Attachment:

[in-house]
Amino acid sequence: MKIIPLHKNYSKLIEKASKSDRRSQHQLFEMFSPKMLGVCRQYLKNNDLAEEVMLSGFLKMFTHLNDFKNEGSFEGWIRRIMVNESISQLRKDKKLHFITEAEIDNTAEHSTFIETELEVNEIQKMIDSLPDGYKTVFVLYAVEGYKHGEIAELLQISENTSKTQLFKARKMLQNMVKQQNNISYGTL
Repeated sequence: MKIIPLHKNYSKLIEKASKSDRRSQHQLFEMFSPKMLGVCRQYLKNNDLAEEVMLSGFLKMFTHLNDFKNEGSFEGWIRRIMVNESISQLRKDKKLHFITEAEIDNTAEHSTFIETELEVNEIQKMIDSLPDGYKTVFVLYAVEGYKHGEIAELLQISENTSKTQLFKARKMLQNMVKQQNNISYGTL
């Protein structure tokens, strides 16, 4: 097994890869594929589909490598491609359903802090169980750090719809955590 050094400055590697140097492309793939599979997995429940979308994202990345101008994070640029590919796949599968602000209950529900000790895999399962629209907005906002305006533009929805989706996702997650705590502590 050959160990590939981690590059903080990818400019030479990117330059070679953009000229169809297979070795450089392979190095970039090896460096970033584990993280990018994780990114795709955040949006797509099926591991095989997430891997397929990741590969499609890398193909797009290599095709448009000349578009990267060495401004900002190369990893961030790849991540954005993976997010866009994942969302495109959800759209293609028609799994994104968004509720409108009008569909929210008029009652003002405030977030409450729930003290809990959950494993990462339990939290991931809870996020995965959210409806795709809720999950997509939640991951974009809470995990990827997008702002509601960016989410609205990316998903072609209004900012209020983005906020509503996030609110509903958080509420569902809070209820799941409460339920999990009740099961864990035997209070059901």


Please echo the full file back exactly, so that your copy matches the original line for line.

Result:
[in-house]
Amino acid sequence: MKIIPLHKNYSKLIEKASKSDRRSQHQLFEMFSPKMLGVCRQYLKNNDLAEEVMLSGFLKMFTHLNDFKNEGSFEGWIRRIMVNESISQLRKDKKLHFITEAEIDNTAEHSTFIETELEVNEIQKMIDSLPDGYKTVFVLYAVEGYKHGEIAELLQISENTSKTQLFKARKMLQNMVKQQNNISYGTL
Repeated sequence: MKIIPLHKNYSKLIEKASKSDRRSQHQLFEMFSPKMLGVCRQYLKNNDLAEEVMLSGFLKMFTHLNDFKNEGSFEGWIRRIMVNESISQLRKDKKLHFITEAEIDNTAEHSTFIETELEVNEIQKMIDSLPDGYKTVFVLYAVEGYKHGEIAELLQISENTSKTQLFKARKMLQNMVKQQNNISYGTL
């Protein structure tokens, strides 16, 4: 097994890869594929589909490598491609359903802090169980750090719809955590 050094400055590697140097492309793939599979997995429940979308994202990345101008994070640029590919796949599968602000209950529900000790895999399962629209907005906002305006533009929805989706996702997650705590502590 050959160990590939981690590059903080990818400019030479990117330059070679953009000229169809297979070795450089392979190095970039090896460096970033584990993280990018994780990114795709955040949006797509099926591991095989997430891997397929990741590969499609890398193909797009290599095709448009000349578009990267060495401004900002190369990893961030790849991540954005993976997010866009994942969302495109959800759209293609028609799994994104968004509720409108009008569909929210008029009652003002405030977030409450729930003290809990959950494993990462339990939290991931809870996020995965959210409806795709809720999950997509939640991951974009809470995990990827997008702002509601960016989410609205990316998903072609209004900012209020983005906020509503996030609110509903958080509420569902809070209820799941409460339920999990009740099961864990035997209070059901």